Pictured (left to right): Lerzan S. Kizilay, MD; Robert N. Nace, MD; Lisa M. Simonian, NP; Cheme Dolma, NP; Jonathan H. Schwartz, MD; Namrata Patil, MD, MPH.
Over a decade ago, the Brigham and Women’s Hospital Division of Thoracic Surgery faced a conundrum.
“We’d discharge patients to rehab, but sometimes they’d come back here, and we’d have no idea what happened,” says director of the Brigham’s Thoracic Intermediate Care Unit Namrata Patil, MD, MPH. “Why did the patient get this sick? Did they not get the care they were supposed to get in rehab? We were at a loss for information about the patient’s condition.”
The division’s chief, the late David J. Sugarbaker, MD, and associate chief, Raphael Bueno, MD, gave Dr. Patil an assignment: Find out why this was occurring, and fix it.
Dr. Patil devised a solution in partnership with the team at Spaulding Rehabilitation, which is also part of the Mass General Brigham system. Launched in 2011, the care continuum collaborative is still going strong today, backed by Dr. Bueno, current division chief, and Jonathan H. Schwartz, MD, chief medical officer at Spaulding Hospital Cambridge.
“After a major thoracic surgical procedure, you normally have some communication with the patient if they’re discharged to the home,” Dr. Patil says. “But if they’re discharged to rehab, you don’t always know what’s happening there. With this model, we stay involved in the patient’s continued recovery. We communicate with the rehab team to ensure the patient gets the right care and progresses as they should.”
Keeping Up With the Progress of Thoracic Surgical Patients
The first iteration of the collaborative was an arrangement between Dr. Patil and Christopher Hardy Fanta, MD, a pulmonologist at the Brigham and the medical director at Spaulding. Whenever a thoracic surgical patient was discharged from the Brigham to Spaulding, the pair would stay in touch about the patient’s progress.
Gradually, Spaulding team members who cared for the patient became involved. Dr. Patil stressed to all that she would be available for consultation 24/7/365. She has since taken calls at all hours and from locations around the country and the world—but it has all been worth it.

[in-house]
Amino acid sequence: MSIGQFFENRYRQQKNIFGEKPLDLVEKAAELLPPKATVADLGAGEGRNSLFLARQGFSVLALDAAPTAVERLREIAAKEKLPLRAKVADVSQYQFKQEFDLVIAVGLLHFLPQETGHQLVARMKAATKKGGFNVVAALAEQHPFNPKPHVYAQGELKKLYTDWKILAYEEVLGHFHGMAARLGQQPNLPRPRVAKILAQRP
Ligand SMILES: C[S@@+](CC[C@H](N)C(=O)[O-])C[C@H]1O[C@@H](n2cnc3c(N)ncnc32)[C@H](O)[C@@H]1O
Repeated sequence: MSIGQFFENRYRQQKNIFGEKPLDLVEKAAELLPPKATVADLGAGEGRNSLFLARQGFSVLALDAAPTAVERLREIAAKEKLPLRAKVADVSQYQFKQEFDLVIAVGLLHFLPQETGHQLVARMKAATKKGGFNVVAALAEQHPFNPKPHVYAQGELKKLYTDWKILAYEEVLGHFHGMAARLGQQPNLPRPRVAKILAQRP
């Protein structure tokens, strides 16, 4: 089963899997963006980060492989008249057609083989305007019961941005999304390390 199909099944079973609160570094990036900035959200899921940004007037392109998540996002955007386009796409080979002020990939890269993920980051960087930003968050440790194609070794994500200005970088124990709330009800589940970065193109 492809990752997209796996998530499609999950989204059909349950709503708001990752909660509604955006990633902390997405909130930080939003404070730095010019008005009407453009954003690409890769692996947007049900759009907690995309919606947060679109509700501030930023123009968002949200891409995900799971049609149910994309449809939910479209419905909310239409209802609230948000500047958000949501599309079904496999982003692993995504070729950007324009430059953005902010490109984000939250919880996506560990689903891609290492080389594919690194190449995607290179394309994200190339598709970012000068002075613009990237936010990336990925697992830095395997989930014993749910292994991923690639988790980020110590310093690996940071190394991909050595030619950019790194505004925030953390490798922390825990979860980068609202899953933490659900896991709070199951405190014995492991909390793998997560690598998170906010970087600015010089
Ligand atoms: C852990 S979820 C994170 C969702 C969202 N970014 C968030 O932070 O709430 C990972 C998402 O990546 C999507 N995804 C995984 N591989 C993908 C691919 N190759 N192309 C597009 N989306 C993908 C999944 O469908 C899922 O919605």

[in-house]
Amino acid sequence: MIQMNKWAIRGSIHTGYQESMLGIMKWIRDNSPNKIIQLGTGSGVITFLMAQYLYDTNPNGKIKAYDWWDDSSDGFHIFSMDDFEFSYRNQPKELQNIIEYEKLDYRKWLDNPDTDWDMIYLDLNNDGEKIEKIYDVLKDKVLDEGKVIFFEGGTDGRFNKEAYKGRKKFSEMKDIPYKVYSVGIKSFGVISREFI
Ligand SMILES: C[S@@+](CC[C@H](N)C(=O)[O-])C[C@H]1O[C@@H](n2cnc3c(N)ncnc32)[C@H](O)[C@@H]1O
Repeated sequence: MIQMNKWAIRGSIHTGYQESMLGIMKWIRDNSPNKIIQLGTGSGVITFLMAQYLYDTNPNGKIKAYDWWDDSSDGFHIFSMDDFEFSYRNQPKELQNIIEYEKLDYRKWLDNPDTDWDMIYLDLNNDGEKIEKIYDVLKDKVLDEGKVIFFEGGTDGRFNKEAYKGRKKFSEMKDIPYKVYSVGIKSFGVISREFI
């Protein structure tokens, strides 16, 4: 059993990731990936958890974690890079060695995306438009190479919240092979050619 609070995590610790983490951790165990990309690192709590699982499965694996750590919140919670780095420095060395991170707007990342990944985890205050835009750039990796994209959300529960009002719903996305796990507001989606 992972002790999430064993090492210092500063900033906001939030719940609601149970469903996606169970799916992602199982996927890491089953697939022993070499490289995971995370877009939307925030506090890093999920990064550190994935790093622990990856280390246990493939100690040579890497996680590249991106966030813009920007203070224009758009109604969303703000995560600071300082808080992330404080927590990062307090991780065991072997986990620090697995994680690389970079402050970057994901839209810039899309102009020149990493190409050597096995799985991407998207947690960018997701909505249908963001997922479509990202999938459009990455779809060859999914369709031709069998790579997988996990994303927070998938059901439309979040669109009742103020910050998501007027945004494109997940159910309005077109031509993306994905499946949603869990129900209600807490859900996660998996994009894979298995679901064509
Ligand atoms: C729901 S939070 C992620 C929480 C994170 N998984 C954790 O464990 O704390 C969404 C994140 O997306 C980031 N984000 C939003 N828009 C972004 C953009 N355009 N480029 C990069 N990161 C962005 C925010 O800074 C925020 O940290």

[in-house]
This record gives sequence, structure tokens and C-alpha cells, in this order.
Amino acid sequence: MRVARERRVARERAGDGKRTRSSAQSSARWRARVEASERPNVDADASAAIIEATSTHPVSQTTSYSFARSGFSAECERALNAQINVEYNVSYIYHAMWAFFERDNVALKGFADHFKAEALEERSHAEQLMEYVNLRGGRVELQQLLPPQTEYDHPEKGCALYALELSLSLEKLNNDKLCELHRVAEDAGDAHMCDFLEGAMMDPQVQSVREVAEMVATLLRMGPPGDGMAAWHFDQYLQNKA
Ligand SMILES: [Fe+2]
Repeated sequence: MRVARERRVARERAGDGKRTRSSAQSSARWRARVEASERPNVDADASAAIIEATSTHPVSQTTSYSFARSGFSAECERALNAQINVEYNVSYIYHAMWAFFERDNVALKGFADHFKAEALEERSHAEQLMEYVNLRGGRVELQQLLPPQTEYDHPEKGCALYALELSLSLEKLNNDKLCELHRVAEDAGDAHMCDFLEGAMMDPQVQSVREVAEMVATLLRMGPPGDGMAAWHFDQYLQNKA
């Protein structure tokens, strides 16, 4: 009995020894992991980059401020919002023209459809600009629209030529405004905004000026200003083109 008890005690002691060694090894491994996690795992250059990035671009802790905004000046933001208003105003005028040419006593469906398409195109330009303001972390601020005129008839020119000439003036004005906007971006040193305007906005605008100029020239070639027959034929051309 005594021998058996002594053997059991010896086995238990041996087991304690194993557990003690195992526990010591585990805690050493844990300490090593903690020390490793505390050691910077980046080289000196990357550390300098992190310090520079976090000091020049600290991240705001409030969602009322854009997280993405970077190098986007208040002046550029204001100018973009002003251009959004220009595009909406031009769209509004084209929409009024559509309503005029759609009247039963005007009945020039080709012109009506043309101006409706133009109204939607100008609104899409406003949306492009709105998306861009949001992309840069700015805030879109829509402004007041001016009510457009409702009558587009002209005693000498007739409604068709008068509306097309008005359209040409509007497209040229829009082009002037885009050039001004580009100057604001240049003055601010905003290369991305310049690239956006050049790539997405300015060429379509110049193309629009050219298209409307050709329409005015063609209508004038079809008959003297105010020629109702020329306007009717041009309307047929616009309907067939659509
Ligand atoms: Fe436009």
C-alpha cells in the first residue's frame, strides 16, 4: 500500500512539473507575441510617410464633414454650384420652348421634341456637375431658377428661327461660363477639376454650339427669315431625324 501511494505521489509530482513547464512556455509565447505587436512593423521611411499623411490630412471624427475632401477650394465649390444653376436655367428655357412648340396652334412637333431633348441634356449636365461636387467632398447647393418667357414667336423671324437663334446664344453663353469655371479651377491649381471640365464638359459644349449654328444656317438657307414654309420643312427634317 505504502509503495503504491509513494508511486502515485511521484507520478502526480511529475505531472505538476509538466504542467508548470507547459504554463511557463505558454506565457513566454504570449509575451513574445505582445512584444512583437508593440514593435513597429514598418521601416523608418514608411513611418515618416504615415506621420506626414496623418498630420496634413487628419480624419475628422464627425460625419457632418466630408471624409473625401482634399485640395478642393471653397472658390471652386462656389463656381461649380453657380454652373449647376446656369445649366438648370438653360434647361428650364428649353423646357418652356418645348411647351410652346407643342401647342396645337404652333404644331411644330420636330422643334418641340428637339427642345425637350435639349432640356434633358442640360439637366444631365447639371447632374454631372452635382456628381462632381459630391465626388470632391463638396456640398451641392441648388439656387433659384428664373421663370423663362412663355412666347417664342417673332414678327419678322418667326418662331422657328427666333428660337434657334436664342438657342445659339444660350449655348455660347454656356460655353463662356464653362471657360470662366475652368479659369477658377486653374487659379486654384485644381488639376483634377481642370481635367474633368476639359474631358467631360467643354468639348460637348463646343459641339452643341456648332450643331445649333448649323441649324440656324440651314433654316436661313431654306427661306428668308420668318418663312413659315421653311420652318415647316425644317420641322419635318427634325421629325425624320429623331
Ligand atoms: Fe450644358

“Some patients have such complex needs that it’s extremely hard for the rehab team to care for them,” she says. “By always being available, I can explain what care will benefit the patient—for example, why the tracheotomy tube can’t be removed yet and what milestones still need to be achieved. Additionally, I can stay abreast of what’s happening to the patient, such as whether certain medications did or did not work.”
Dr. Patil adds that she and the Spaulding team frequently make decisions on issues such as fine-tuning medication or whether to readmit the patient to the Brigham.
‘Really Become a Part of the Rehab Team’
Though no detailed outcomes data are available on the care continuum collaborative, Dr. Patil reports that the model has given the Brigham’s thoracic surgery division greater insight into patient progress at Spaulding. It has also enabled the division to make better-informed decisions about the timing of discharge to rehab and take steps to decrease the likelihood of unnecessary readmission.
“It’s comforting for patients and their families to know that their previous team [at the Brigham] is in touch with the rehab team and involved in their care,” Dr. Patil says. “If they’re uncertain about something rehab suggests, they know they can always talk to me.”
Dr. Patil is proud that the collaborative won the 2013 Partners in Excellence award, which acknowledged staff members for their “above and beyond” efforts to support the system’s mission. She is also pleased that it has become a model for other specialty services across Mass General Brigham, including medical ICU, with two more on the horizon. Moving forward, she hopes the model will expand across more specialties and other Mass General Brigham institutions.
As for thoracic surgeons who may want to start a similar collaborative at their institution, Dr. Patil has one overriding piece of advice: “Make yourself available to the rehab team, the patient, and the family, no matter what their questions or concerns are,” she says. “Really become a part of the rehab team.”